Down for a long time, but never out.
That’s a short version of the long story behind the Kansas City, Kan., Street Blues Festival, a small-scale but big-hearted celebration that’s making an unexpected comeback Friday and Saturday, June 24 and 25..
How unexpected is it? This “almost annual” festival hasn’t been held since 2009. The original intention was to hold a simple sort of block party, and back in the aughts it was held successfully in several locations, starting on Third Street. But attempts to keep it going were derailed by changes in the law regarding the consumption of alcohol on streets or sidewalks.
This year, the matter is settled (everyone hopes) by moving the festival to private property and obtaining a special-use permit from the Unified Government of Wyandotte County and Kansas City, Kan.
So it’s on, thanks to landowner and music fan Frank Lavender and the tireless efforts of festival organizer Dawayne Gilley and his many friends.
The Street Blues Festival is no longer literally held in the street, but the spirit and intent are exactly the same.
The event starts at 3 p.m. Friday with a tribute to local blues giant Little Hatch, led by John Paul Drum and Diane “Mama” Ray and featuring a long list of Hatch friends. Then at 6:20 p.m., it’s the Millage Gilbert Down Home Blues Band with guests. The night winds up with a DJ from 8 p.m. until whenever.
Saturday’s lineup has Danny Cox at noon, D.C. Bellamy at 1:30 p.m., Ida McBeth at 2:50 p.m., Bill Carter at 4:10 p.m., and a long Living Heritage Tribute Show and Celebration jam starting at 5:30 p.m., featuring the festival’s king and queen, guitarist and singer KC Kelsey Hill and singer Linda Shell, who have been waiting since 2010 to reign over this festival. Again, there’s a DJ from 8 p.m. onward.
Admission to the festival is $10. The site is Lavender’s Circle L Ranch, at 3924 N. 49th Drive in Kansas City, Kan., west of the old Quindaro site. (Turn north onto 49th Drive from Leavenworth Road.)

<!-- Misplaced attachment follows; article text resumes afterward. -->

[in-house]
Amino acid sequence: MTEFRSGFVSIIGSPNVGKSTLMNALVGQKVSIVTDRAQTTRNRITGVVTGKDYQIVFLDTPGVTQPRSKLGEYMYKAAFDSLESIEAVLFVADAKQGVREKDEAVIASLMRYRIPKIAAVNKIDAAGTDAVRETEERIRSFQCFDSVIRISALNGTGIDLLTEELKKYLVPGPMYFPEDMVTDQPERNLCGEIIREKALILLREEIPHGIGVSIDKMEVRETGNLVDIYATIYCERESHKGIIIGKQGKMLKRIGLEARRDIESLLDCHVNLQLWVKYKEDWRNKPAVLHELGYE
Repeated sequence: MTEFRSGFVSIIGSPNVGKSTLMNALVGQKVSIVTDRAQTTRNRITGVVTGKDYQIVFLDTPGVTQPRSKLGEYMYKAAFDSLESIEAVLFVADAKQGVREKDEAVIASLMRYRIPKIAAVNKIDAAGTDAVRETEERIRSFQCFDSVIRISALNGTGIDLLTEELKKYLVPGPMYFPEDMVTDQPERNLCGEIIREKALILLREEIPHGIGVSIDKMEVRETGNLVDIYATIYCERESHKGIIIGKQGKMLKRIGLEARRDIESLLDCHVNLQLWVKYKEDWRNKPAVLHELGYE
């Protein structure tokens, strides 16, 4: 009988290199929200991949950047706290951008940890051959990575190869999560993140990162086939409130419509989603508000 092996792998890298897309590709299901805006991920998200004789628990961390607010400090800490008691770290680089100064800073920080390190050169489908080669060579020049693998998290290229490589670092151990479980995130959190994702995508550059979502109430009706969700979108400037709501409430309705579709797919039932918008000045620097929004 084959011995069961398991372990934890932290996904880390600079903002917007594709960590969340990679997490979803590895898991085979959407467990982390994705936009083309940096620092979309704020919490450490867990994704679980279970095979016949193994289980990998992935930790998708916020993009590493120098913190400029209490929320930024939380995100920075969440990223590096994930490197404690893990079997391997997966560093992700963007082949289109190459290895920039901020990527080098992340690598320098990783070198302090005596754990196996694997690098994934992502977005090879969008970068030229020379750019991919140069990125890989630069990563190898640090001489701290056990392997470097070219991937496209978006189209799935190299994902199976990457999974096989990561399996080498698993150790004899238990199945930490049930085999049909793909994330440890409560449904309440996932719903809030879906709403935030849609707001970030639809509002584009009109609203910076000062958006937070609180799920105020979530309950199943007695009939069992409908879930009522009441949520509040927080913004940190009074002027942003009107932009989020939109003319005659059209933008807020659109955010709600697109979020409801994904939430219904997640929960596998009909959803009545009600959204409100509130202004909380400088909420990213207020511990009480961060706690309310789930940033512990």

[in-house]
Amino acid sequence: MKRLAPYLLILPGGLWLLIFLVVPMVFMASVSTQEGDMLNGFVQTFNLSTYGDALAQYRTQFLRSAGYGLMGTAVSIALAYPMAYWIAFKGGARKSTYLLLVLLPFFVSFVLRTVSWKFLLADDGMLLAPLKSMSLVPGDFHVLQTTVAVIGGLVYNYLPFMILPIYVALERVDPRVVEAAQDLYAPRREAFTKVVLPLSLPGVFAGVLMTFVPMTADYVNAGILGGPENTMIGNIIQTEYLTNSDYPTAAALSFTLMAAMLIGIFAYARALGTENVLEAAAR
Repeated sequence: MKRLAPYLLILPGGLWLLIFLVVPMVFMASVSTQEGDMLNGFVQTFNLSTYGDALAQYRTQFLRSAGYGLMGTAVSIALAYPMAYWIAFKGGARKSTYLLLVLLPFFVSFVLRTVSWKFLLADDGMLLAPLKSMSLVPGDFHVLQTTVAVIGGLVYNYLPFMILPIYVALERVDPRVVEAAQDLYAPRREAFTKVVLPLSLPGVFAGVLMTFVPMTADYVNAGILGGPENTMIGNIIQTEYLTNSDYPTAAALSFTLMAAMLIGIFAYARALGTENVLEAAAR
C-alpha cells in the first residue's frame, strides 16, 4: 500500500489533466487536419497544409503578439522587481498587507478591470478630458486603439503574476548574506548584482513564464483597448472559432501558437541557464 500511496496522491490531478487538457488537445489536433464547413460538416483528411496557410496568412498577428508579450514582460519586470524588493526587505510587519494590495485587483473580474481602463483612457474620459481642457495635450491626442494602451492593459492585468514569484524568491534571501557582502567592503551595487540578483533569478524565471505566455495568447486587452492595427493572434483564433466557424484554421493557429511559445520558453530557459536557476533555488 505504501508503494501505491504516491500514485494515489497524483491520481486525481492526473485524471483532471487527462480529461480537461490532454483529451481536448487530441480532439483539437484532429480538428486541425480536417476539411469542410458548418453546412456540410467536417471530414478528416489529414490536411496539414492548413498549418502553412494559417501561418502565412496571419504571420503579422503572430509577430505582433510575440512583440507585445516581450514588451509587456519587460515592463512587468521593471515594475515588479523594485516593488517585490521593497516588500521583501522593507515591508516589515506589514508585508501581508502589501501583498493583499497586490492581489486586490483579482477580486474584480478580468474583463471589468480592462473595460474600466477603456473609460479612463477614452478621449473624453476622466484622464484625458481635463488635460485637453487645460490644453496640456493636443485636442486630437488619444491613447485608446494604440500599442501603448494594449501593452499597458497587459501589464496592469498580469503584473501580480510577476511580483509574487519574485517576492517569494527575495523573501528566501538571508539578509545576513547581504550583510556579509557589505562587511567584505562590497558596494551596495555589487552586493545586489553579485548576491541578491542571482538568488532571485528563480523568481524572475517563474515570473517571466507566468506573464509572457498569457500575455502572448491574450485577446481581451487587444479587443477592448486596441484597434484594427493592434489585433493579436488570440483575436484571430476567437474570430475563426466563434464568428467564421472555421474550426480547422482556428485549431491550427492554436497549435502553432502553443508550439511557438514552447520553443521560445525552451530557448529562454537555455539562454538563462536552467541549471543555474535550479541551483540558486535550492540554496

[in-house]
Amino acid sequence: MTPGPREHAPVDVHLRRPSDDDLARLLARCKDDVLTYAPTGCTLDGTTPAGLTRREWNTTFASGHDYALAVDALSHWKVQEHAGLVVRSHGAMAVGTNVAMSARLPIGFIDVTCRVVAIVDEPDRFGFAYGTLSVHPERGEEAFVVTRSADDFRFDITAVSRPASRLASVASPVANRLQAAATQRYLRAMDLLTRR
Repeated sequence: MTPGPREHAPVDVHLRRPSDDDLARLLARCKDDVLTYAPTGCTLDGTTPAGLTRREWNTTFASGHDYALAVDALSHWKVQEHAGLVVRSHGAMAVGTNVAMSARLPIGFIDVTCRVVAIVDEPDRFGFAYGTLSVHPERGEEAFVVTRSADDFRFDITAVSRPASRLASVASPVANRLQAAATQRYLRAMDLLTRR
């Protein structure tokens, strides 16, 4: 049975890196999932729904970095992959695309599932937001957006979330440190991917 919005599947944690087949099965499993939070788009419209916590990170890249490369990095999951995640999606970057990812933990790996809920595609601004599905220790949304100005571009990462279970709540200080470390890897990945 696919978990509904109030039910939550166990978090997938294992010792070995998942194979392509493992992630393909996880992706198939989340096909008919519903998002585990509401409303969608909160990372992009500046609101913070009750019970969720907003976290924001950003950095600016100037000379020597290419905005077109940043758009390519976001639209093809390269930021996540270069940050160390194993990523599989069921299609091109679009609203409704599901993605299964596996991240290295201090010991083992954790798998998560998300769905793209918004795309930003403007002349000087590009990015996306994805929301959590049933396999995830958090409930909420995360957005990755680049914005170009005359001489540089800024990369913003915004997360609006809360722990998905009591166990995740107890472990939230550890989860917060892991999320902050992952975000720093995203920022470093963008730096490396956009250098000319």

Bring a lawn chair or a blanket, bring a cooler. There will be food vendors at the site. But be ready to dance. This is potentially the Kansas City comeback of the year.
▪ Trumpeter and composer Dave Scott is back in the region for a spell, and the Westport CoffeeHouse Theater, 4010 Pennsylvania Ave., has got him. He’s assembled a quartet with vibraphonist Peter Schlamb, bassist Bob Bowman and drummer Marty Morrison, playing mainly originals by Scott. They perform at 7 p.m. Wednesday. Come back Thursday for trumpeter Nate Nall’s quintet at 8 p.m.
▪ The Blue Room, 1600 E. 18th St., has the Jazz Disciples running the Monday jam at 7 p.m. The Kansas City Latin Jazz All-Stars perform at 7 p.m. Thursday. It’s the Kansas City Divas at 8:30 p.m. Friday. Bassist Tyrone Clark and his True Dig band perform at 8:30 p.m. Saturday.
▪ The Green Lady Lounge, 1809 Grand Blvd., has pianist Roger Wilder’s trio at 6 p.m. Sunday, followed by drummer Todd Strait’s trio at 9:30 p.m.; trumpeter Ryan Thielman’s quartet at 6 p.m. Monday, followed by Strait’s trio at 10:30 p.m.; the group Dojo at 7 p.m. Tuesday, followed by the Sequel Quartet at 10:30 p.m.; trumpeter Stan Kessler’s trio at 5:30 p.m. Wednesday, followed by organist Ken Lovern’s OJT at 9 p.m.; guitarist Matt Hopper’s trio at 5:30 p.m. Thursday, followed by saxophonist Brett Jackson’s quartet at 9 p.m.; saxophonist Todd Wilkinson’s trio at 5:30 p.m. Friday, followed by Guitar Elation at 8:30 p.m. and organist Chris Hazelton’s Boogaloo 7 at 10 p.m.; and singer Molly Hammer at 2 p.m. Saturday, followed by OJT at 6 p.m. and Peter Schlamb’s Electric Tinks at 9 p.m.
Joe Klopus, 816-234-4751